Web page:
Informal settlements: To eradicate or to upgrade is not the question


Ntombizodwa Staki (left) and Nonelela Springbok clean up a plot they’ve been told they can build on. Behind them is a queue of people hoping to receive land. Photo: Sue Maclennan (June 2017)

Esteri Msindo

On 27 June, the Grocotts Mail published an article “Concern over Grahamstown land grabs”. In the article, a self-appointed committee was allocating land on a vacant plot opposite the Mayfield Extension 10 Housing Development. The councilor for ward 3 said he was not aware of the ongoing land grabs, until he saw about 300 people queuing for land in Extension 10. He said that people who had their own agenda misled these people. However, the councilor noted that if the mayor does not address the people, they would not stop.

There is shortage of housing for the needy in South Africa and particularly suitable land for the state to build RDP houses. Several housing protests have been happening across the country with housing and land being the major drivers of these protests. Although the state has made some strides in the provision of RDP houses, the expansion of cities and growth of the urban population makes it difficult for the government to meet the demand for housing. As a result, illegal land occupation and the continued growth of informal settlements has become a challenge.

The current housing policy framework (Breaking New Ground) implemented since 2004, aims at upgrading informal settlements and creating an environment for dignified human settlements with proper sanitation, electricity and water. We have seen a shift from eradicating informal settlements and evictions to upgrading, although in some urban areas, municipalities continue to fight blood battles with land occupiers in an attempt to eradicate informal settlements. Meeting targets for upgrading informal settlements, however, remains a challenge for the Department of Human Settlements.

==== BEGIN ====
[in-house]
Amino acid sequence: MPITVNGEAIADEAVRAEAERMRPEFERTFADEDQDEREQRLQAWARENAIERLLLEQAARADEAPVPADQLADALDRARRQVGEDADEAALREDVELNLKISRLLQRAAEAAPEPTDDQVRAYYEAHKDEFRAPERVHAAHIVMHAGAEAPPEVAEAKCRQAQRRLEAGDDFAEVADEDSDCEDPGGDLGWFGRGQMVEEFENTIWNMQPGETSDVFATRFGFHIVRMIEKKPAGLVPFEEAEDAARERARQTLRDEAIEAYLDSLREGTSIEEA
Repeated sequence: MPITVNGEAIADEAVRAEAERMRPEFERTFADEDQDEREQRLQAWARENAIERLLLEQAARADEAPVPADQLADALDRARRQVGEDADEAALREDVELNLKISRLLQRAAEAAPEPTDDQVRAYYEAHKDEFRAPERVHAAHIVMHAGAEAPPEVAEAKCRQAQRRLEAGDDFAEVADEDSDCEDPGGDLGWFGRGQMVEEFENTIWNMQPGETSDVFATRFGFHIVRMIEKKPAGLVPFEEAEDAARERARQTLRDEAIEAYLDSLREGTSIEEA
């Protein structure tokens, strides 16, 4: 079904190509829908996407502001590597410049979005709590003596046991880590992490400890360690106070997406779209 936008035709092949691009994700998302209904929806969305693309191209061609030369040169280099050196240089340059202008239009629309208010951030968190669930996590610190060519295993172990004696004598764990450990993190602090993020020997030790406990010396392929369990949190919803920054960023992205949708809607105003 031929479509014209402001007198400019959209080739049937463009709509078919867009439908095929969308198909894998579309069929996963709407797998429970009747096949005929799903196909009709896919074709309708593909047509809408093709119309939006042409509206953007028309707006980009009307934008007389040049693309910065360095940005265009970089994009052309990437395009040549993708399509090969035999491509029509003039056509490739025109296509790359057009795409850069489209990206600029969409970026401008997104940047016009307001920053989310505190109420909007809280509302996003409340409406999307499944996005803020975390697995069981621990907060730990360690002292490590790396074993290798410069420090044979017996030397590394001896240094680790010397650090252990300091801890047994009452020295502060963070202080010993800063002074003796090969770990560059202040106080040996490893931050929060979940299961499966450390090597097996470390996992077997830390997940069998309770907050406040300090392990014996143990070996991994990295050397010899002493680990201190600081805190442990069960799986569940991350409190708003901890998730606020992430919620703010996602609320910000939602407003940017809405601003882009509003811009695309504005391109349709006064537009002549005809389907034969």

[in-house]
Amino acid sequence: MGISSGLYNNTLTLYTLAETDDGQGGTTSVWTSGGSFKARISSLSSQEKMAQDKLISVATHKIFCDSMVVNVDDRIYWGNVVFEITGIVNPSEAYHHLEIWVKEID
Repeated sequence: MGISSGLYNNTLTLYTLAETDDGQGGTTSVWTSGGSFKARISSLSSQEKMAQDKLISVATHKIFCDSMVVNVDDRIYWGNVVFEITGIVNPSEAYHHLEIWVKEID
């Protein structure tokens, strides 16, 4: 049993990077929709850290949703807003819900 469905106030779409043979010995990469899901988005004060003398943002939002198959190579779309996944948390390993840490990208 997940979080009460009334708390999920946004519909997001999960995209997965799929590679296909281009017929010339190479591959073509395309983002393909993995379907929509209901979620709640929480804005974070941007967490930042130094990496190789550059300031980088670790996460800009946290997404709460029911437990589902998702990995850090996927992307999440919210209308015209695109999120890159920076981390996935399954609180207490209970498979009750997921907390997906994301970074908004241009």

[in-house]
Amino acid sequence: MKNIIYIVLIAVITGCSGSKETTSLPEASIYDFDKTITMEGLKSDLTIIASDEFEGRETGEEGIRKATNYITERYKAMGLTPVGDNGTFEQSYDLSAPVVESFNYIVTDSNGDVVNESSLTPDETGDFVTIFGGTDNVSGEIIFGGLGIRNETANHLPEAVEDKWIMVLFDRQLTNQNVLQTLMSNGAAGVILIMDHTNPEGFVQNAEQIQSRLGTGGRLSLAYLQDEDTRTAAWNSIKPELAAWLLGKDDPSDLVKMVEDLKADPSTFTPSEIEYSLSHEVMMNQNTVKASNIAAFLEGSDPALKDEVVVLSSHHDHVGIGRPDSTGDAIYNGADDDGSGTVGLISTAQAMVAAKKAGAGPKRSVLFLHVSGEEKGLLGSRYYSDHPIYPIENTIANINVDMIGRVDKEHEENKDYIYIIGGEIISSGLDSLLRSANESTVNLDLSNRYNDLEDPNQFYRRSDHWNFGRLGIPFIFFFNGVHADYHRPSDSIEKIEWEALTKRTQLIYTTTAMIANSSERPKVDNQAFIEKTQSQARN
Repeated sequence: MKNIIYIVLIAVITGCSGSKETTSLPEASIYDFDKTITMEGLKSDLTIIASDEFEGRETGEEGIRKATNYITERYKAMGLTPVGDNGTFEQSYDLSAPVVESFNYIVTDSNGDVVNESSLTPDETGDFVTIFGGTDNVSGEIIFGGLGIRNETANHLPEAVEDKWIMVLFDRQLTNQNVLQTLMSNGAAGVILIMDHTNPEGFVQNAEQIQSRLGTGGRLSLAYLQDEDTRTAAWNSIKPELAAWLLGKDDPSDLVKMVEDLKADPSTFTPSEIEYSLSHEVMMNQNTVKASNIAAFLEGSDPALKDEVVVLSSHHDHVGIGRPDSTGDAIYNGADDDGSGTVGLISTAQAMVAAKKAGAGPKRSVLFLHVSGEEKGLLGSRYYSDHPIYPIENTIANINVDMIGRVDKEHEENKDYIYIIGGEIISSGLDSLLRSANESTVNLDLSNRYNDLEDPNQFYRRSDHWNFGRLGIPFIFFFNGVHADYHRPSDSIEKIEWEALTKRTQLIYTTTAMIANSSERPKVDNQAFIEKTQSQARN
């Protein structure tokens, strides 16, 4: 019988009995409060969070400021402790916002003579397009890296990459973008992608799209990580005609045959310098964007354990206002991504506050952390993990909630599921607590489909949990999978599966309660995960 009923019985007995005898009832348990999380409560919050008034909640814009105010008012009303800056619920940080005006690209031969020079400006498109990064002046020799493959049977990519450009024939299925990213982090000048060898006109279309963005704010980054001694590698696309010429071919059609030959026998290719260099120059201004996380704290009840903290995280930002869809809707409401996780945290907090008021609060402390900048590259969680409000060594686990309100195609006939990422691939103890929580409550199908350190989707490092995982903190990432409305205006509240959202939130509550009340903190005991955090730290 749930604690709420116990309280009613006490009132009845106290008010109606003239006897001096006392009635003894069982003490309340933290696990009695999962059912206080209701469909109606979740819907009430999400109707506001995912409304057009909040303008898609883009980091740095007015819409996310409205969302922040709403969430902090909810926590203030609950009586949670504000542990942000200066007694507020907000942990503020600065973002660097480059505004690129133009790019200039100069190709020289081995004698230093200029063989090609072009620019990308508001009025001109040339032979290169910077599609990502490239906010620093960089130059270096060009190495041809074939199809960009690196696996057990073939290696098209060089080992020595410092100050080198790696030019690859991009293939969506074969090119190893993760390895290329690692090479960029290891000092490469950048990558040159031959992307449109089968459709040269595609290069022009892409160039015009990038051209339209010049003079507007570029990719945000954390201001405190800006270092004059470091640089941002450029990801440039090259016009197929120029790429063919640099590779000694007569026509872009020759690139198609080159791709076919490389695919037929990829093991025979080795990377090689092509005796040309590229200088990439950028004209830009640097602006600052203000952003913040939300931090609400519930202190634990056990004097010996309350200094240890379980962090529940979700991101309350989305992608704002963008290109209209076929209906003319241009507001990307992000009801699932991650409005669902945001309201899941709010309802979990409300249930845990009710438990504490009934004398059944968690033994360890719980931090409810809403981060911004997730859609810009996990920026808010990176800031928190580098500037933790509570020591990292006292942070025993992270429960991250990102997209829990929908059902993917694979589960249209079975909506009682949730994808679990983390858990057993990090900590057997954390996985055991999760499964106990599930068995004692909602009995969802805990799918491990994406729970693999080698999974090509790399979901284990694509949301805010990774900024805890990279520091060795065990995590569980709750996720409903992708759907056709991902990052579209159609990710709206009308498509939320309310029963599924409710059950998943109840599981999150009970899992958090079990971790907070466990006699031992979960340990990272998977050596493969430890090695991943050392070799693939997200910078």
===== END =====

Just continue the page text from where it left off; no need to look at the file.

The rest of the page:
What is currently happening in the establishment of human settlements is a reflection of  the complex nature of housing demand and hence policy formulation in South Africa. On the one hand, political representatives make policy decisions that seek to redress past injustices and provide housing for the needy. On the other hand, the challenges on the ground in terms of implementation of policy places the government in a cycle of reinventing policy with no practical or final solutions to the challenges of housing demand. Illegal/informal land occupation currently does not only inform policy, but also continues to complicate the process of housing delivery.

Land invasion or illegal occupation of land happens when community members decide without permission from local authorities to occupy land and build dwelling structures. Illegal occupation of land and the construction of informal dwellings in urban areas is indicative of the increasing housing needs for the low-income earners and the unemployed. With no hope of becoming part of the formal property market and the systemic delays characterising housing delivery in South Africa, the only option for the low-income earners or the less advantaged is to randomly occupy pieces of urban land and build shacks. Whether the land they occupy is serviced (i.e having piped water and sewer systems) is not the question. Illegal occupiers simply make a place for themselves to stay. Once a piece of land is occupied for a lengthy period, an informal settlement is established. Evictions from the land is a difficult process and is often resisted through violent protests.